I believe that we all feel the same about our living standard regardless of what we earn. We want to at least maintain it or notch it up a little. The angst that I feel about keeping what I’ve worked for is similar to yours and is similar to Warren Buffet’s.

Policy should proceed from that fundamental understanding and we should not attempt to shift the tax burden onto the other guy.

Furthermore, I think elected officials should have tools to encourage economic behavior that will foster the greater good. If we determine that saving is to be encouraged then there should be some leverage available like tax sheltered savings accounts. Or, if spending is key to a vital economy, then the tax code can be used to encourage that.

I know I’m begging the question about what changes to make but we should talk about what we’re aiming for before we go about establishing policy.

Reply to this comment

avatar James

Fan of fair tax or flat tax? It’s still a tax! We don’t NEED taxes and people shouldn’t be forced to pay them. If you want to give money to the government, fine. But it doesn’t seem “fair” at all to threaten people and take their money without consent.

I just can’t believe people enjoy paying taxes. How many people really agree with everything the government does with your money?

Does everyone here like continuing to pay for the war on iraq/drugs/poverty? Think of what you could do with a 30-60% boost in your income.

The “greater good” is a lie.

Reply to this comment

avatar David B

@James

I agree with some of what you say in principle, but disagree in some ways as well.

I believe that the amount of tax revenue collected by the government should be drastically reduced, but I also recognize that the government needs money to operate. Even though I oppose the single largest expenditure of our federal budget (which is social security, by far), I do not oppose the collection of my taxes altogether. I think that most people agree with many of the services it provides such as roads, law enforcement, fire departments. Are you in favor of pay-as-you-go roads? I’m not being antagonistic, I’m genuinely curious, some people are. But to say that we don’t need taxes at all is a bit extreme to me. At the very minimum, we need a basic framework to enforce property rights and settle disputes.

I do agree that individuals can spend their own money more effectively than the government, and believe that there should be fewer government programs for this reason. As you say, the government will never spend money the way everyone wants it to be spent. Since you can’t please everyone, it would be better to let them choose more things for themselves (choice and competition in education is one example that I believe in).

Also, in regards to your “greater good” comment, I study constitutional law, and believe that the “promote the general welfare” clause of the constitution is grossly misunderstood. However that is another topic.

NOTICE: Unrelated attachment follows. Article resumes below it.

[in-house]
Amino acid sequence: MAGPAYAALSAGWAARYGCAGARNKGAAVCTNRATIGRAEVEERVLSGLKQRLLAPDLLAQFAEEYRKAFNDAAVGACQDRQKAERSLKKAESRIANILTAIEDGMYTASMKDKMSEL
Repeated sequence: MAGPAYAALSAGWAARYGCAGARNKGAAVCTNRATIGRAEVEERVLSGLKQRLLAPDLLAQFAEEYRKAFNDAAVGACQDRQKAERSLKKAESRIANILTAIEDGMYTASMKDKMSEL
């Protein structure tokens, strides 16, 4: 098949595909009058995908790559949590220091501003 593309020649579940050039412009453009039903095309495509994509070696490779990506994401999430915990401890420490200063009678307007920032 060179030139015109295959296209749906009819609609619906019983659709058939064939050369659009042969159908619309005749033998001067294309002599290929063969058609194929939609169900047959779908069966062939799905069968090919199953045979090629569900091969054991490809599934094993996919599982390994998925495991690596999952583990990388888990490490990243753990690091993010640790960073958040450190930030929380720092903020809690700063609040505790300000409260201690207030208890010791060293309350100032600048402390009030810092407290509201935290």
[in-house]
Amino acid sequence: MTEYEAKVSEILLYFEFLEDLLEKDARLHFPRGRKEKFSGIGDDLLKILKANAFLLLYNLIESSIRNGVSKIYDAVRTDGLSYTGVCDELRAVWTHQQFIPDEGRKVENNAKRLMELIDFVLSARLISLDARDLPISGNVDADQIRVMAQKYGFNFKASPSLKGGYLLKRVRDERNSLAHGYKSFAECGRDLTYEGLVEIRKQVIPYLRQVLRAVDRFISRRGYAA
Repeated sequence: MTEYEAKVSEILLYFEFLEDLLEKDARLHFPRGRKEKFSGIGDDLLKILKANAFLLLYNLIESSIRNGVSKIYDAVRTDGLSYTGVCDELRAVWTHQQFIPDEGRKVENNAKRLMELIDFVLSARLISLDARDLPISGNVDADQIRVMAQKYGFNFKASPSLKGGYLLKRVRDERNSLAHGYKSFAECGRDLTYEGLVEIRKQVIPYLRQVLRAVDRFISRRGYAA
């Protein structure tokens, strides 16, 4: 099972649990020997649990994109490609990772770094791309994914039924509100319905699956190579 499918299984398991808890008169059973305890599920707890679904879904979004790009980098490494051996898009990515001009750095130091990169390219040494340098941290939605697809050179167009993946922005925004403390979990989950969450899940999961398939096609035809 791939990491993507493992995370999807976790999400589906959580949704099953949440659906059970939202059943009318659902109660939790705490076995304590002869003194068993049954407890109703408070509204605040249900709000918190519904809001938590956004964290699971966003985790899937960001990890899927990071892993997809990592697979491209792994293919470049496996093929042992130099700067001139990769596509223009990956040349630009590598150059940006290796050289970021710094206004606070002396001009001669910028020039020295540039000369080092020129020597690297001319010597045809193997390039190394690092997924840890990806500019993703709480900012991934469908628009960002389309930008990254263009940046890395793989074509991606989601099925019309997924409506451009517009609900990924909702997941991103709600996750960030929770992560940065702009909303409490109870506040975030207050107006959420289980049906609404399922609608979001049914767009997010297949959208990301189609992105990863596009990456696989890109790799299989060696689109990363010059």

Reply to this comment

avatar Becca

I absolutely LOATHE the social security and medicare taxes. I wish I could check a box on my w-4 and say “no thanks, I’ll save my own retirement fund” and then, as long as I truly do save the same or more as the govt takes, I wouldn’t have to pay it back. I don’t trust social security to be around when I am ready to retire (I am not even 25 yet) but I hate just having to write that off. I don’t expect it to take care of me, so why should I have to pay for it now?
I do think that the govt needs money to operate. But I hate the waste. $600 for a hammer? Better be a dang good hammer. I think that public schools need to be improved dramatically. I like having smooth roads to drive on. Welfare is a necessary evil, but should be much stricter as to definitions of not being able to work. Lazy is not an excuse.
I don’t mind paying taxes on my income or on my goods, but I hate that they take it from both. I don’t really care either way, so long as it is fair. We made $50k last year, but because we worked 5 jobs between the two of us. Taxes either need to be simplified, or take more things into consideration- like debt ratio or mortgage payment compared to income. We didn’t but a super huge house, it’s all we can afford. ($130k if you are interested, 1200 square feet) and my husband is in school. That to me should mean less taxes being paid, because we need more to survive. Either take less of my money in taxes so that I can pay for school myself, or give us grants to make up for the taxes being taken.
I don’t know that there is one single simple way to make it work. Those with the access to good tax people will continue to find more loop holes than those who don’t have access to them. That’s the way it is regardless of income.

Reply to this comment

avatar huditz

Anyone who makes more than I do should have to pay it all in tax. That would be the threshold. I mean I work long hours. Besides they probably use more public services than I do with their SUVs that destroy roads and their 5 shower head showers running so much water through the pipes. That way it would be fair, if we all got to have the same amount of money.

Reply to this comment

avatar James

@David

I didn’t say the government shouldn’t have money. There were tariffs before the 16th amendment. The government operated for over a hundred years without taxes on everyone.

I’d be OK with pay-as-you-go roads as long as I wasn’t paying taxes up front for their construction. It’ll certainly be more inconvenient, I’ll grant you that. I’m sure technology today would make it very easy to pay for driving on a road. After all, if it’s convenient to pay and use, you’ll use the road more and the owners will make more money.